That Friday in June when the Supreme Court overturned Roe v. Wade threw Dr. Sabrina Markese into an emotional tailspin.
She was supposed to go to dinner with her mom and stepfather the next day. But the idea of breaking bread with staunch Catholics who oppose abortion was a bridge too far. She canceled and spent the day in bed.
Most physicians never speak publicly about abortion outside of putting their name on a list of supporters — both for and against.
Markese never thought she’d have to make her private, pro-choice stance known because, well, Roe v. Wade was there.
But now it wasn’t.
So after a day of crying in bed, after nearly 30 years as a family physician in Kansas, a career that began in Wyandotte County, Markese decided it was time to speak her mind publicly, to join the effort to reject an amendment to the state constitution that would have removed the right to abortion.
“I’ve never really been so outspoken as I am now,” said Markese, who lives in Olathe.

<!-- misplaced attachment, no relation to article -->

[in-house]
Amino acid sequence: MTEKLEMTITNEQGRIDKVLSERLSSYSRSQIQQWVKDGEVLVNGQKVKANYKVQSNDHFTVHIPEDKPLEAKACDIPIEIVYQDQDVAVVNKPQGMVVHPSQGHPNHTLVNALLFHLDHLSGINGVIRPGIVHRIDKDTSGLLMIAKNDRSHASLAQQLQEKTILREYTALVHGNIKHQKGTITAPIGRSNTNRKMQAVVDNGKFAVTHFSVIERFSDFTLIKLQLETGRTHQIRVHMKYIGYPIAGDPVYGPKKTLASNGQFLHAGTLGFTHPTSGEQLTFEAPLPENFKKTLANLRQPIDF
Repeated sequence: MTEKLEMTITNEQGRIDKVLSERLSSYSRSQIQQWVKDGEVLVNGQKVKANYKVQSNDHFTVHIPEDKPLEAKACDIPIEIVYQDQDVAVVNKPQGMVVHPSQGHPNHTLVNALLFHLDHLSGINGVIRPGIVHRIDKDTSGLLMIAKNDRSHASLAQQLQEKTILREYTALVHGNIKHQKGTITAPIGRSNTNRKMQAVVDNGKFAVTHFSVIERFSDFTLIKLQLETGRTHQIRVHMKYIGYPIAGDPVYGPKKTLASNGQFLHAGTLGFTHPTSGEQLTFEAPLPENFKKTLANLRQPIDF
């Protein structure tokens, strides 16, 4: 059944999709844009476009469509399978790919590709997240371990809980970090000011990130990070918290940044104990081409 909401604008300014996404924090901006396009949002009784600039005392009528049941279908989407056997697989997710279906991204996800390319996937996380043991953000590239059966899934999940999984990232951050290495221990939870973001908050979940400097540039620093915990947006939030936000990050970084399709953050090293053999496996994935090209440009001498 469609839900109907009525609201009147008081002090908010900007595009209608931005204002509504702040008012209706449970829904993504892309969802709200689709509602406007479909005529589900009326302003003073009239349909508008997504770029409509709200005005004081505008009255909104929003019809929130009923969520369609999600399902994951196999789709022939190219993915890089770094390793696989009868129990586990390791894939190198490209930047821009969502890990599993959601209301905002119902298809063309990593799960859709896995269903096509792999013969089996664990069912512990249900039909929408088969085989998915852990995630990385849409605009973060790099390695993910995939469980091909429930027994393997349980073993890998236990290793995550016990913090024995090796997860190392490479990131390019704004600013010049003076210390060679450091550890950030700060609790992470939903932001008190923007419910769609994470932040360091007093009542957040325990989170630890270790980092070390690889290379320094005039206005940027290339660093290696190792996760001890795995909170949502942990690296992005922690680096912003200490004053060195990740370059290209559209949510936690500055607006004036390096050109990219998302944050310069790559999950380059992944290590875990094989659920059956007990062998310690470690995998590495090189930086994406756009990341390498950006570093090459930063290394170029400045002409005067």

Markese thought Tuesday’s vote would be very close. But she was very wrong. Kansans resoundingly, many say shockingly, made it loud and clear that a woman should have the right to choose. The overwhelming voter turnout and lopsided, 59% share of the votes was thanks, in part, to newly minted activists like Markese.
For Markese, the election wasn’t about abortion. It was about her passionate belief in human rights. That patients should be able to make decisions about their own health care. That they should be able to do that in private.
“I have to support the woman’s right to her bodily autonomy,” Markese told The Star. “This is not so much about abortion as it is about health care. This is about health care and privacy way more than it is about abortion.”